2104 SW 152nd St, Suite 2, Burien, WA 98166

(206) 466-1935

(206) 258-4670

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Part D


  • Stand Alone Part D Prescription Drug Plan monthly premiums range from $14.50 – $100+. Your premium may be higher based on your income similar to the Medicare Part B premium. To see the Part D income-based premium chart click here.

  • Some Part D plans are included in the monthly premium of a Part C Medicare Advantage Prescription Drug (MAPD) plan.

  • Deductible – some plans charge the annual Medicare Part D deductible that you must meet before the insurance company shares in the cost of your Rx’s.

  • Cost sharing = Co-payments and co-insurance that you must pay for your prescriptions.



Prescription drugs are classified and listed in a formulary:

  • Tier 1 = Preferred Generic Drugs

  • Tier 2 = Non-Preferred Generic and Preferred Brand Drugs

  • Tier 3 = Non-Preferred Brand Drugs

  • Tier 4 = Specialty Tier Drugs

Plans may have different coverage/tiers for drugs.



  • Deductible = $415 in 2019

  • Initial coverage phase (you + insurance company) cost share add the cost of your prescriptions to $3,820.

  • Coverage Gap phase (you) pay 25% for most brand name prescriptions and 37% for generics up to $5,100.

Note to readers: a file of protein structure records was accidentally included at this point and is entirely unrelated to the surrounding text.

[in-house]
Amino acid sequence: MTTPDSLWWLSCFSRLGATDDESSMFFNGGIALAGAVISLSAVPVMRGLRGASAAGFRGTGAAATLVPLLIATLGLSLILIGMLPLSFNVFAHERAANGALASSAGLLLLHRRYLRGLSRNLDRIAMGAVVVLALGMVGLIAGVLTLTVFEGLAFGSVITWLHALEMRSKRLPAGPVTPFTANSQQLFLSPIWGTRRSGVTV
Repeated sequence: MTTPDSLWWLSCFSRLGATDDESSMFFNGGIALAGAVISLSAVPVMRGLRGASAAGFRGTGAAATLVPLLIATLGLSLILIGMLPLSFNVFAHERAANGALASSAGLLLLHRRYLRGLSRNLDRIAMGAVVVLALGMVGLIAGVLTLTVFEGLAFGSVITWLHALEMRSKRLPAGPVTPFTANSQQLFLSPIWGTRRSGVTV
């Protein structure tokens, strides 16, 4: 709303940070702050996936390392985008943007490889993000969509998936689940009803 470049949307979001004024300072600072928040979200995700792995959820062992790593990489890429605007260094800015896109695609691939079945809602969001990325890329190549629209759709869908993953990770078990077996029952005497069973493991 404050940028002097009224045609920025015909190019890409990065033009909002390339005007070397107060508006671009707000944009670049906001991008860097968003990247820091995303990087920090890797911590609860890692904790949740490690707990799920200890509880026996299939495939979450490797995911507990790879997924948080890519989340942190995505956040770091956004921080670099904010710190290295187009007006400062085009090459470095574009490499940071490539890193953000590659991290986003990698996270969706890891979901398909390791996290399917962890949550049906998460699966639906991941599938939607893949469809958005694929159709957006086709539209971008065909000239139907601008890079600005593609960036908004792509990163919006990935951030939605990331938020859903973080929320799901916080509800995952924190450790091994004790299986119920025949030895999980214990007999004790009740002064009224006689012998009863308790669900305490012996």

• Catastrophic phase (you) pay the greater of $3.40 for generics, $8.50 for all other or 5% co-insurance, (company) the balance.


Once you enter the coverage gap, you may receive a 75% manufacturer discount on certain covered brand-name drugs and a 63% discount on generic drugs. Although you’ll only pay 25% of the price for that brand-name drug, the entire price will count as your TROOP (True-Out-Of-Pocket) spending towards the $5,100 that you must reach in out of pocket expenses during the coverage gap phase.





Mary is on a MAPD (Medicare Advantage with Prescription Drug coverage) plan that has waived the deductible for Part D. She is in her Initial Coverage period. When she goes into the pharmacy to fill her prescription, her co-pay is $40, but the retail price is $240. Mary will pay the $40 and her insurance company will pay the other $200. Mary and her insurance company just cost-shared the cost of her prescription. This keeps going on until both she and the insurance company combined have spent $3,820. Then she enters the Coverage Gap. Here she is responsible for the full price of her prescription unless her prescription qualifies for the 75% discount. She goes to her pharmacy to fill the same prescription as before. The price of the prescription is $240. Once the 75% discount is applied, the cost of the prescription is now $60.

Mary will pay $60 for the prescription, but the entire $240 will be counted as out-of-pocket spending and will help Mary reach the $5,100 so she can move to the Catastrophic phase of her Part D insurance benefit.

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